Theorem 6.1: A flock is a linear flock if and only if the three coordinate functions are scalar multiples of each other.
Pf: Let F be a flock of the cone C(V, S) whose coordinate functions are scalar multiples of each other. There exist constants a, b and c (not all zero), and a function k, such that f(t) = ak(t), g(t) = bk(t) and h(t) = ck(t). Notice that k(t) = 0 if and only if t = 0, otherwise F would not consist of q distinct planes. Any plane, of F, with t not 0, meets in the line ak(t)X + bk(t)Y + ck(t)Z = 0, i.e., aX + bY + cZ = 0. Thus, the flock is linear.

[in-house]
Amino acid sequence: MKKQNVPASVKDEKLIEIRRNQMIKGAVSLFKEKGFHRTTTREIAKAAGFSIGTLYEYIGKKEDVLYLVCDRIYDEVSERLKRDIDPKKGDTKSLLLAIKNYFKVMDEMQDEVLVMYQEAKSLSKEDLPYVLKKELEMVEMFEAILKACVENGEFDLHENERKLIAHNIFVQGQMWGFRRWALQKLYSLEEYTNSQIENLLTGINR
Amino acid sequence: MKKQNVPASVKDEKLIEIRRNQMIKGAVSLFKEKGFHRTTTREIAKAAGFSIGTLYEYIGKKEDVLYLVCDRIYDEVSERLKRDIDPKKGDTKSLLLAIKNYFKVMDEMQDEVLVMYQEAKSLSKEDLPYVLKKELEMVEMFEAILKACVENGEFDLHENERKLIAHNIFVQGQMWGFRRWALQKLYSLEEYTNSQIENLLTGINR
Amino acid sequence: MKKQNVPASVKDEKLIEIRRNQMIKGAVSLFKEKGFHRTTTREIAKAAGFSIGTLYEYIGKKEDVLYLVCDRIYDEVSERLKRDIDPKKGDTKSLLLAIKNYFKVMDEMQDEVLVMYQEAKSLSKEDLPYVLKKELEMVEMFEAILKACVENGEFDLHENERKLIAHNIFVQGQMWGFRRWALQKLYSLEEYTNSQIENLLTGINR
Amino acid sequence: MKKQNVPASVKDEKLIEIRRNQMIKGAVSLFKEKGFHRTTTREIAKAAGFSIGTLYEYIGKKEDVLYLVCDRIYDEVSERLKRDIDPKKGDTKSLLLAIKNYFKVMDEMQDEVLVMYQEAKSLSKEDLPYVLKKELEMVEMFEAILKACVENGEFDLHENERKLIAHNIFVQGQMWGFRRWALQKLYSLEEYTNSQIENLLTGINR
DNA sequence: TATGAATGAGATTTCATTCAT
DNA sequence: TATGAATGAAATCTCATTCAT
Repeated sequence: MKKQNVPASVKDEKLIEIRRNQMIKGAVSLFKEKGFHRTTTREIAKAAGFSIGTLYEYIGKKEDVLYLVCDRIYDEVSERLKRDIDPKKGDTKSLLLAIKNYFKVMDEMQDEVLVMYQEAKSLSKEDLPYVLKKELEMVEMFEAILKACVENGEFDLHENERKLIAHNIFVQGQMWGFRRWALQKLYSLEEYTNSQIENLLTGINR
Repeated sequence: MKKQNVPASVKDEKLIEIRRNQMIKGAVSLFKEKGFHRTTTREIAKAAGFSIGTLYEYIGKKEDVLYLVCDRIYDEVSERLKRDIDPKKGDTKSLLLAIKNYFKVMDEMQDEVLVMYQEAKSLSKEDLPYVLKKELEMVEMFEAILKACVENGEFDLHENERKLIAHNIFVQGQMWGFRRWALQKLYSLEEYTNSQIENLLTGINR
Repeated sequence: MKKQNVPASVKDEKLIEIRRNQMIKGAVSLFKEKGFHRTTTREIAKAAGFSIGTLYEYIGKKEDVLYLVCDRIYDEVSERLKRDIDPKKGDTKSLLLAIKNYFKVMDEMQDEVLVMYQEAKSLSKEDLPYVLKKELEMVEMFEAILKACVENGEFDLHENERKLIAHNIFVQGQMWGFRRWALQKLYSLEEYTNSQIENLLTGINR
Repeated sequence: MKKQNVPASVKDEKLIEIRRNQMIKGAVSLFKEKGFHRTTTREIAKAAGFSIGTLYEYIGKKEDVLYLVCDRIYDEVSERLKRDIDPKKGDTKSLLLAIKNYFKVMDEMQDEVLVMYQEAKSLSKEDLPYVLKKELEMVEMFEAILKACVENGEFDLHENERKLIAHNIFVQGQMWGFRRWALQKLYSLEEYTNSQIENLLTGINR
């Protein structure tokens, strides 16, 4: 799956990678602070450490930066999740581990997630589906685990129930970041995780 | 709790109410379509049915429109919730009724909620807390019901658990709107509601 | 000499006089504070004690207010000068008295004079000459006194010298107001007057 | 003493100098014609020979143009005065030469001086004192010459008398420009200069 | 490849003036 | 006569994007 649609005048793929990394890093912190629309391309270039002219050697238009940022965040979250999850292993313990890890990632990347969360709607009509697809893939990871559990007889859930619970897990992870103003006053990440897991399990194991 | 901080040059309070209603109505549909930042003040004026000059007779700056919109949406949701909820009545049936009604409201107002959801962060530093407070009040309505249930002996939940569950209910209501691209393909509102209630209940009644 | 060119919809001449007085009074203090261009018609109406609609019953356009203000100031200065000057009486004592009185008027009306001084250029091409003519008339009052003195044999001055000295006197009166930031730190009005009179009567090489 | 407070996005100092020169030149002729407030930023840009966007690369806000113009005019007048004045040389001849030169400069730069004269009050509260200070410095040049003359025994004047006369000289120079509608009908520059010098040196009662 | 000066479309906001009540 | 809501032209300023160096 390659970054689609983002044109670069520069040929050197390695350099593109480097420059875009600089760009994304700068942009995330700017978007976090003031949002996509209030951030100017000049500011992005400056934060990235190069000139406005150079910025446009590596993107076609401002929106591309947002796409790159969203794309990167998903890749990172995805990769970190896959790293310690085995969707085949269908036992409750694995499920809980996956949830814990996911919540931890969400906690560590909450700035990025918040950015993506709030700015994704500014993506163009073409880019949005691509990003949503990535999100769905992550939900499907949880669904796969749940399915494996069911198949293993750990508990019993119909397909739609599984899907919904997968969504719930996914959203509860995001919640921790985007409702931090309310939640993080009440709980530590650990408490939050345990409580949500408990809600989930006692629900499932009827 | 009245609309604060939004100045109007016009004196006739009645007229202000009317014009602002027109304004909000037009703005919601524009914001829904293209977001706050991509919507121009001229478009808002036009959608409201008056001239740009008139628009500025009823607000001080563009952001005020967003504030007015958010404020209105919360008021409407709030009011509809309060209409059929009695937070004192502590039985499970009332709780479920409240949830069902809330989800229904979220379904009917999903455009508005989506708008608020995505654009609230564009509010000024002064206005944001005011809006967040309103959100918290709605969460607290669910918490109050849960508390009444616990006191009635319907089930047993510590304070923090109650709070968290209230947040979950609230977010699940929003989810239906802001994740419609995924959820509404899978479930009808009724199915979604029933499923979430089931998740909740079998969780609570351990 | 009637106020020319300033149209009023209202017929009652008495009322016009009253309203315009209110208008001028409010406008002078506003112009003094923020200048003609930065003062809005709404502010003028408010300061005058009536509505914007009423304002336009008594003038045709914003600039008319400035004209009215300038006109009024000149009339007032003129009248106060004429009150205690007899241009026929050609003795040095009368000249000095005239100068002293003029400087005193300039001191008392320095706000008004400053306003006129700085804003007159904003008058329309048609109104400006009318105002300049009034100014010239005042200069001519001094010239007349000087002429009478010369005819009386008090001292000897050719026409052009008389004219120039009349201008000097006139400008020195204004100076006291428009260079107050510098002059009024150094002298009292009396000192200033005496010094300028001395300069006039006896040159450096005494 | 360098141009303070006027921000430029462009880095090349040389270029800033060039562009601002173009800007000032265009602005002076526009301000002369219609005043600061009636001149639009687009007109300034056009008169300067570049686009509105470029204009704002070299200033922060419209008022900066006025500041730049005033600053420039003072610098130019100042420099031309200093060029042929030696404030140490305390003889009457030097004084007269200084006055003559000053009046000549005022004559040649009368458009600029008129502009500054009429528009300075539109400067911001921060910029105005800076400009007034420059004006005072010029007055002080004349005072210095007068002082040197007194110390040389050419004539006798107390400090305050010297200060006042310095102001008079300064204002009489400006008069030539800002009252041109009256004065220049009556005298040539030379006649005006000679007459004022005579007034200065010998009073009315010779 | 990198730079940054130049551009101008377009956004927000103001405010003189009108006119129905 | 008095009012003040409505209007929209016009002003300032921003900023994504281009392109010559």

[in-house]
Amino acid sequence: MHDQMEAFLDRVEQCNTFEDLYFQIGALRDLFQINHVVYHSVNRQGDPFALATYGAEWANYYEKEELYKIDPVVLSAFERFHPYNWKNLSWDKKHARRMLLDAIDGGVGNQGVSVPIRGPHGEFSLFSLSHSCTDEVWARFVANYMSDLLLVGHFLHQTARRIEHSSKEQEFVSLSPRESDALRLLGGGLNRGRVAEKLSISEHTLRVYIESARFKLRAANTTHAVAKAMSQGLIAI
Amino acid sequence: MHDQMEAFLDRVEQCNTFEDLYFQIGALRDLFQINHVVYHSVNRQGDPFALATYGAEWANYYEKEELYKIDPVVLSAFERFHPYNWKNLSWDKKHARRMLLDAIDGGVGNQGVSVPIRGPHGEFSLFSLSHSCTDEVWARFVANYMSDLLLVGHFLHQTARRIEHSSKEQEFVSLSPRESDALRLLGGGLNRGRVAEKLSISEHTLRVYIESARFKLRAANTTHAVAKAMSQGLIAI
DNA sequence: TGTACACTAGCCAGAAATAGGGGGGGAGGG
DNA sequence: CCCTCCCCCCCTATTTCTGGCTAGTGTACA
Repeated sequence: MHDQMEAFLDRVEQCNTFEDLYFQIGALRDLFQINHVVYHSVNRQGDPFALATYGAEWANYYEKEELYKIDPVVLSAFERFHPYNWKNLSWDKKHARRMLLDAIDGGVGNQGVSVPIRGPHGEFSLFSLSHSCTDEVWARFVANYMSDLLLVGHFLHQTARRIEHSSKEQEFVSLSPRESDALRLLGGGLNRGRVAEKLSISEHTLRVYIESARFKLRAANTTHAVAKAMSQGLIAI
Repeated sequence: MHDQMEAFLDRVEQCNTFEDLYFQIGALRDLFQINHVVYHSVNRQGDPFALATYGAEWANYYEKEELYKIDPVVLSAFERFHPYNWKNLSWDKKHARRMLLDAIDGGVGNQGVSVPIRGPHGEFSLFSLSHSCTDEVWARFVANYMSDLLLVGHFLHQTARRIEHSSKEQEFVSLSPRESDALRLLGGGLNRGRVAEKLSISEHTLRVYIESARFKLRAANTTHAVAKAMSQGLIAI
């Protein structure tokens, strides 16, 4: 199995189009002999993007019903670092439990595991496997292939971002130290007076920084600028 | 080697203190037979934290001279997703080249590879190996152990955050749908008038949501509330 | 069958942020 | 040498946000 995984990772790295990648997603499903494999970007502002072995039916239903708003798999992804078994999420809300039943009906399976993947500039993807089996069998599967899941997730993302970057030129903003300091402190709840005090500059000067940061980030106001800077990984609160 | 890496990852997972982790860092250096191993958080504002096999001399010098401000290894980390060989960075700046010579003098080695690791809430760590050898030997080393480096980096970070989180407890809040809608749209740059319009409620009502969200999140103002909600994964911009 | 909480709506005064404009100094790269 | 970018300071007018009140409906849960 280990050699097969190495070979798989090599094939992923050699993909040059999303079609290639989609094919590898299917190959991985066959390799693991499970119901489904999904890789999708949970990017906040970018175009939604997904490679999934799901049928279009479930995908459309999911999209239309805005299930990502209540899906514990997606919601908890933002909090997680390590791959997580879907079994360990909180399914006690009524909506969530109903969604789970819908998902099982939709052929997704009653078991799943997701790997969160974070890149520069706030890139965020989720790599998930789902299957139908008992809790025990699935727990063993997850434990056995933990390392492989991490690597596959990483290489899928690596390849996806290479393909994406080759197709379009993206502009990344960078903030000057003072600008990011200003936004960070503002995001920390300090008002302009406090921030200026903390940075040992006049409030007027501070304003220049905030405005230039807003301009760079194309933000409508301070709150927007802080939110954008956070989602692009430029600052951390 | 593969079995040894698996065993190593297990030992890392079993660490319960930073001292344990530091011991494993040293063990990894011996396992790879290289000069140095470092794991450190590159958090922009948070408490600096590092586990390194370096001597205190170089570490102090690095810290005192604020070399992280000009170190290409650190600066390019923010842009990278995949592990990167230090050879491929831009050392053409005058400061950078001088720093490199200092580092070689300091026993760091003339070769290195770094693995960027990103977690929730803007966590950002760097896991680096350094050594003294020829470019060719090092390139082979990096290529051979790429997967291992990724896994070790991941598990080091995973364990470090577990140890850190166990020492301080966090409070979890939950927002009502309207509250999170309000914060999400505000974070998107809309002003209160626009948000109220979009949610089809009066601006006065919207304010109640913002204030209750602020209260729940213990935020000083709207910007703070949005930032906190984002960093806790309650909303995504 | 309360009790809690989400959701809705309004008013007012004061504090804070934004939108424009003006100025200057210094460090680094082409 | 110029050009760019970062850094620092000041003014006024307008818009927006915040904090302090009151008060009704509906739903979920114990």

On the other hand, if F is a linear flock, the common line of intersection lies in and has an equation of the form aX + bY + cZ = 0 with not all of the coefficients being 0. Given any permutation p(t) of GF(q), with p(0) = 0, the planes which contain this line and do not pass through V = (0,0,0,1), have equations of the form ap(t)X + bp(t)Y + cp(t)Z + W = 0. The coordinate functions of this flock are therefore given by f(t) = ap(t), g(t) = bp(t) and h(t) = cp(t).